Acute liver failure secondary to dengue virus infection is a rare but catastrophic event, which is poorly understood. In the December issue of the Journal, Kye Mon and others describe liver-related complications among 1,926 patients with serologically confirmed dengue infection in Thailand.1 Although the study found only six individuals with acute liver failure, it serves to emphasize how lethal this complication can be. We are, nonetheless, surprised at the lack of assessment of alcohol intake in this study. The authors clarify in the article that none of the patients had a history of liver disease, but it is unclear whether alcohol intake was evaluated or how prior liver disease was assessed.
We explored other studies that reported acute liver failure with dengue infection, as summarized by Kye Mon and others; only one of these studies mentioned assessment of alcohol intake. This study indicated that “Although we attempted to gather information on prior alcohol consumption, the response rate was poor and the data collected were believed to be unreliable, precluding analysis.”2
Evaluating the presence of alcohol intake, either regularly or in binge, is critical whenever a provider addresses liver-related disease. In the case of acute hepatitis or liver failure from dengue infection, this seems particularly important. First, as the authors mention, hepatocytes and Kupffer cells are important targets for the virus.3 Acute and chronic alcohol intake induces mitochondrial toxicity in hepatocytes, affecting their metabolizing capacity. Moreover, recent studies suggest that binge drinking of alcohol induces bacterial translocation from the gut. This phenomenon usually triggers activation of Kupffer cells.4 The presence of bacterial translocation combined with dengue virus infection could induce a hyperactivation of Kupffer cells, with a significant worsening of the disease. Second, individuals with chronic alcohol intake could have unrecognized chronic liver disease, which can acutely worsen upon development of a viral infection, leading to acute on chronic liver failure, which shares a poor prognosis with acute liver failure, but requires a differential therapeutic approach.5 Third, alcohol consumption and abuse, once assumed to be a “western” habit, is now appreciated to be common in tropical countries, and likely has a deleterious effect on liver function and innate immune response in this setting.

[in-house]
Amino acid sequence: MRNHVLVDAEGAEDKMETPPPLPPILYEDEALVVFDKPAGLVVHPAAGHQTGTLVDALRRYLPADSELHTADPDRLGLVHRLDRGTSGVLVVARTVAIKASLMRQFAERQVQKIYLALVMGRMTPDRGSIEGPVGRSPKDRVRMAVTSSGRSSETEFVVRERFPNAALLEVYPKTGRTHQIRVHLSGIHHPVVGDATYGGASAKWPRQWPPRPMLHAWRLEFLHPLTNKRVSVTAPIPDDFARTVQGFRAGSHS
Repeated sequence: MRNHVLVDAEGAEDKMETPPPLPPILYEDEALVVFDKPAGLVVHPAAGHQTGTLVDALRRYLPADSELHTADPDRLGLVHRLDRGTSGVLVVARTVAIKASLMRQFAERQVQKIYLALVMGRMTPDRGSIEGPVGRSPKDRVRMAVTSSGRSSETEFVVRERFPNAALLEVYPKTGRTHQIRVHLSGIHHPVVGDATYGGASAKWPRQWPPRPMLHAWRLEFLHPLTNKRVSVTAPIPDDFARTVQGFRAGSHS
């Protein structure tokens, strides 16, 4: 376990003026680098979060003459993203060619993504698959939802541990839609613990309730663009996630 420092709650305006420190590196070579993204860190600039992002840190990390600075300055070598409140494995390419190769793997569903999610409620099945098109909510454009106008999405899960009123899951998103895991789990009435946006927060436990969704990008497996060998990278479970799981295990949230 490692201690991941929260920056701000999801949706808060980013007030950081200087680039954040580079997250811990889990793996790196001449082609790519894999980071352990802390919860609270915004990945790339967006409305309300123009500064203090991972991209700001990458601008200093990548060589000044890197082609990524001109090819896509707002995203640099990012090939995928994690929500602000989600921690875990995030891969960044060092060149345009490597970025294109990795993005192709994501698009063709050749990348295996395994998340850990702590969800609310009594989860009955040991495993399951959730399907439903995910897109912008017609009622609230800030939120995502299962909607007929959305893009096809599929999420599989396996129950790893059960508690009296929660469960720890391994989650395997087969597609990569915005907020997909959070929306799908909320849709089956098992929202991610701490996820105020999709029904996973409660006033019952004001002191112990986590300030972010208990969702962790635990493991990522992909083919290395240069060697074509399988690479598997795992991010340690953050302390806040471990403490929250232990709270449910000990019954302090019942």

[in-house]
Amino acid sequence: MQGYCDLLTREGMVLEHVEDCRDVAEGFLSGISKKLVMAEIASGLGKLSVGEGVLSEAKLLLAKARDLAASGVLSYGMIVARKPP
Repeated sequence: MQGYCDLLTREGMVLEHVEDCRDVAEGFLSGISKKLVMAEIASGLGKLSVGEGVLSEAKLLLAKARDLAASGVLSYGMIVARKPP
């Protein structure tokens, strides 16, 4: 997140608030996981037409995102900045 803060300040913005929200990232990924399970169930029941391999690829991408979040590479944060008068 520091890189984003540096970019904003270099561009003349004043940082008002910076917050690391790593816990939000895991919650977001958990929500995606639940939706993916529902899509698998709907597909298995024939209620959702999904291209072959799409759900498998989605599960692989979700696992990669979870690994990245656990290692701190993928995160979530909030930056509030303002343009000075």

We applaud the efforts of Kye Mon and others to shed light on a devastating aspect of dengue virus infection. Nonetheless, we believe that studies should better evaluate alcohol intake when addressing infection-related liver failure or hepatitis in tropical settings. This approach will likely clarify several aspects of this deleterious complication of viral infection and might emphasize a potential point of prevention for liver disease.
Kye Mon K, Nontprasert A, Kittitrakul C, Tangkijvanich P, Leowattana W, Poovorawan K, 2016. Incidence and clinical outcome of acute liver failure caused by dengue in a hospital for tropical diseases, Thailand. Am J Trop Med Hyg 95: 1338–1344.
Trung DT, Thao le TT, Hien TT, Hung NT, Vinh NN, Hien PT, Chinh NT, Simmons C, Wills B, 2010. Liver involvement associated with dengue infection in adults in Vietnam. Am J Trop Med Hyg 83: 774–780.
Bala S, Marcos M, Gattu A, Catalano D, Szabo G, 2014. Acute binge drinking increases serum endotoxin and bacterial DNA levels in healthy individuals. PLoS One 9: e96864.